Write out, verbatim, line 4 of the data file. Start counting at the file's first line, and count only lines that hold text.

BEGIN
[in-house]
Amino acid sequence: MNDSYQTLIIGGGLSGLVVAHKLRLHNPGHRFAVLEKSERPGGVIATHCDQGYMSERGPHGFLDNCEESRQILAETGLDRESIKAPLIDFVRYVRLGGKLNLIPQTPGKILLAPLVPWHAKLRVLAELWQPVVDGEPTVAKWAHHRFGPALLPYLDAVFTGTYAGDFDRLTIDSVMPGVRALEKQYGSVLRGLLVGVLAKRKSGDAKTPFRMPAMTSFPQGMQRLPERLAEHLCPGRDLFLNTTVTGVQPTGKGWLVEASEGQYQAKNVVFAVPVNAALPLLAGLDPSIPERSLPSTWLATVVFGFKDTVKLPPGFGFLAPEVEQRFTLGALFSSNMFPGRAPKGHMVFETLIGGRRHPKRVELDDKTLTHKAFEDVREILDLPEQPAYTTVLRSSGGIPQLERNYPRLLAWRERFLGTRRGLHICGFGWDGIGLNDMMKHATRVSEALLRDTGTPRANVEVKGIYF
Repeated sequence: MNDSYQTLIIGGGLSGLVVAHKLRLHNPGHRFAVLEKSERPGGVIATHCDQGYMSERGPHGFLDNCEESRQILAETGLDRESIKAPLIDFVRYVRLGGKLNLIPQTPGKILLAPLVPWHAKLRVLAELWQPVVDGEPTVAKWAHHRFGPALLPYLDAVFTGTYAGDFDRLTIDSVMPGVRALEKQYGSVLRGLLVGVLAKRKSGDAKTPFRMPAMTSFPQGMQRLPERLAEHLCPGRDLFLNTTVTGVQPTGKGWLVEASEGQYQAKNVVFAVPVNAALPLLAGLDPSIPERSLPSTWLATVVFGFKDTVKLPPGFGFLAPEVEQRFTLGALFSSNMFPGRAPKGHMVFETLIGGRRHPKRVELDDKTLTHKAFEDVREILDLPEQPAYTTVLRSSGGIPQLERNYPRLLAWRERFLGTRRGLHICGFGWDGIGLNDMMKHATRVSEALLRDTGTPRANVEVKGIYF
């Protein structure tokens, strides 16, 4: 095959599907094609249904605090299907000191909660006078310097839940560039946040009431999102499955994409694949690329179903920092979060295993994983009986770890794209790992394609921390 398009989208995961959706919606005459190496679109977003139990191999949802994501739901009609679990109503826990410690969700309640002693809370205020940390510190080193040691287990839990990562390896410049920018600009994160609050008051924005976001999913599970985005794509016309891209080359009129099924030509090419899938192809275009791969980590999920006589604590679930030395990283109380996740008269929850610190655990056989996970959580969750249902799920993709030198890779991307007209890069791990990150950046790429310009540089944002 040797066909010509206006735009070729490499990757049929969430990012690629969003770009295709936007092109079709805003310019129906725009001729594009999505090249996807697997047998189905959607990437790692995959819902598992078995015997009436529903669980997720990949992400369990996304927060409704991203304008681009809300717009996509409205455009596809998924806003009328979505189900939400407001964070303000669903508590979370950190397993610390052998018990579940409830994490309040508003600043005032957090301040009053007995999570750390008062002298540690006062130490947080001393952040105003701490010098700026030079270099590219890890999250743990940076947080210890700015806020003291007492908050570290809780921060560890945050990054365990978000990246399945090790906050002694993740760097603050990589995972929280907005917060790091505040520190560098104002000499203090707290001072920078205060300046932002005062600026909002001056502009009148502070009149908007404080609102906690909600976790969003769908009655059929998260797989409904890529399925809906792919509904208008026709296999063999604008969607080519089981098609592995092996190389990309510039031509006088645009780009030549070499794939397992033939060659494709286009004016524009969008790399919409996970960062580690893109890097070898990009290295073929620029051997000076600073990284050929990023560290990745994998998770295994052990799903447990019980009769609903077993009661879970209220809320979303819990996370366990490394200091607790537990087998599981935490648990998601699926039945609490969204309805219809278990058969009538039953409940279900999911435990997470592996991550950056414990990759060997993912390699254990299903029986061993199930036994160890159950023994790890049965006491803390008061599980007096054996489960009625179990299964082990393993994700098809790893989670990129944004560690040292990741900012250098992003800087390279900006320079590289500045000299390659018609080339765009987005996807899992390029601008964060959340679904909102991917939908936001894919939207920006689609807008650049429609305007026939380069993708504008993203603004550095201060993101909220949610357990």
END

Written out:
């Protein structure tokens, strides 16, 4: 095959599907094609249904605090299907000191909660006078310097839940560039946040009431999102499955994409694949690329179903920092979060295993994983009986770890794209790992394609921390 398009989208995961959706919606005459190496679109977003139990191999949802994501739901009609679990109503826990410690969700309640002693809370205020940390510190080193040691287990839990990562390896410049920018600009994160609050008051924005976001999913599970985005794509016309891209080359009129099924030509090419899938192809275009791969980590999920006589604590679930030395990283109380996740008269929850610190655990056989996970959580969750249902799920993709030198890779991307007209890069791990990150950046790429310009540089944002 040797066909010509206006735009070729490499990757049929969430990012690629969003770009295709936007092109079709805003310019129906725009001729594009999505090249996807697997047998189905959607990437790692995959819902598992078995015997009436529903669980997720990949992400369990996304927060409704991203304008681009809300717009996509409205455009596809998924806003009328979505189900939400407001964070303000669903508590979370950190397993610390052998018990579940409830994490309040508003600043005032957090301040009053007995999570750390008062002298540690006062130490947080001393952040105003701490010098700026030079270099590219890890999250743990940076947080210890700015806020003291007492908050570290809780921060560890945050990054365990978000990246399945090790906050002694993740760097603050990589995972929280907005917060790091505040520190560098104002000499203090707290001072920078205060300046932002005062600026909002001056502009009148502070009149908007404080609102906690909600976790969003769908009655059929998260797989409904890529399925809906792919509904208008026709296999063999604008969607080519089981098609592995092996190389990309510039031509006088645009780009030549070499794939397992033939060659494709286009004016524009969008790399919409996970960062580690893109890097070898990009290295073929620029051997000076600073990284050929990023560290990745994998998770295994052990799903447990019980009769609903077993009661879970209220809320979303819990996370366990490394200091607790537990087998599981935490648990998601699926039945609490969204309805219809278990058969009538039953409940279900999911435990997470592996991550950056414990990759060997993912390699254990299903029986061993199930036994160890159950023994790890049965006491803390008061599980007096054996489960009625179990299964082990393993994700098809790893989670990129944004560690040292990741900012250098992003800087390279900006320079590289500045000299390659018609080339765009987005996807899992390029601008964060959340679904909102991917939908936001894919939207920006689609807008650049429609305007026939380069993708504008993203603004550095201060993101909220949610357990």